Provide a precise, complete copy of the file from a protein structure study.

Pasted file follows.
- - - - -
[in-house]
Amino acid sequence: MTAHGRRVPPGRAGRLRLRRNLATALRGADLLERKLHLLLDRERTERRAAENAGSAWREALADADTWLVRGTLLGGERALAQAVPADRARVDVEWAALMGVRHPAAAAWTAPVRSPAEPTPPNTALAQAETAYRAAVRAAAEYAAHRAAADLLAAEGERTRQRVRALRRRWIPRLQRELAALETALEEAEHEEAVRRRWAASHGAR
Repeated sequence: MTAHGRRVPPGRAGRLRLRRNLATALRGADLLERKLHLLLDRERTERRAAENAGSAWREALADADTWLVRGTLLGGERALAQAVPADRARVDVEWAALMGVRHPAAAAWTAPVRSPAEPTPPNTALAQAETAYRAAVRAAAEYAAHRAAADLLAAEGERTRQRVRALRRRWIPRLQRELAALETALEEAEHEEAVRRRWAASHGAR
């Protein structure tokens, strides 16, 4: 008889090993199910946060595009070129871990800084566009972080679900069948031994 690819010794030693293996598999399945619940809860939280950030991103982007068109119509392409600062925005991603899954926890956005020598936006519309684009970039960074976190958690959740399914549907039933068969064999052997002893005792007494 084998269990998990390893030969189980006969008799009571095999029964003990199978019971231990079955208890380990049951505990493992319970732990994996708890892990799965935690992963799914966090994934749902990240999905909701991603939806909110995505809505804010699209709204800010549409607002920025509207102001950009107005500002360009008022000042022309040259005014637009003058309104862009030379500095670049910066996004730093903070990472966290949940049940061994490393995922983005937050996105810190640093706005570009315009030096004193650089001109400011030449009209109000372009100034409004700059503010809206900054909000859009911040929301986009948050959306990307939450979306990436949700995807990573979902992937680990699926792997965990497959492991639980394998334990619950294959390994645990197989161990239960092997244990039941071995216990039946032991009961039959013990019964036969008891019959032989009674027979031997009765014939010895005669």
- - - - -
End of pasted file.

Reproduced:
[in-house]
Amino acid sequence: MTAHGRRVPPGRAGRLRLRRNLATALRGADLLERKLHLLLDRERTERRAAENAGSAWREALADADTWLVRGTLLGGERALAQAVPADRARVDVEWAALMGVRHPAAAAWTAPVRSPAEPTPPNTALAQAETAYRAAVRAAAEYAAHRAAADLLAAEGERTRQRVRALRRRWIPRLQRELAALETALEEAEHEEAVRRRWAASHGAR
Repeated sequence: MTAHGRRVPPGRAGRLRLRRNLATALRGADLLERKLHLLLDRERTERRAAENAGSAWREALADADTWLVRGTLLGGERALAQAVPADRARVDVEWAALMGVRHPAAAAWTAPVRSPAEPTPPNTALAQAETAYRAAVRAAAEYAAHRAAADLLAAEGERTRQRVRALRRRWIPRLQRELAALETALEEAEHEEAVRRRWAASHGAR
């Protein structure tokens, strides 16, 4: 008889090993199910946060595009070129871990800084566009972080679900069948031994 690819010794030693293996598999399945619940809860939280950030991103982007068109119509392409600062925005991603899954926890956005020598936006519309684009970039960074976190958690959740399914549907039933068969064999052997002893005792007494 084998269990998990390893030969189980006969008799009571095999029964003990199978019971231990079955208890380990049951505990493992319970732990994996708890892990799965935690992963799914966090994934749902990240999905909701991603939806909110995505809505804010699209709204800010549409607002920025509207102001950009107005500002360009008022000042022309040259005014637009003058309104862009030379500095670049910066996004730093903070990472966290949940049940061994490393995922983005937050996105810190640093706005570009315009030096004193650089001109400011030449009209109000372009100034409004700059503010809206900054909000859009911040929301986009948050959306990307939450979306990436949700995807990573979902992937680990699926792997965990497959492991639980394998334990619950294959390994645990197989161990239960092997244990039941071995216990039946032991009961039959013990019964036969008891019959032989009674027979031997009765014939010895005669």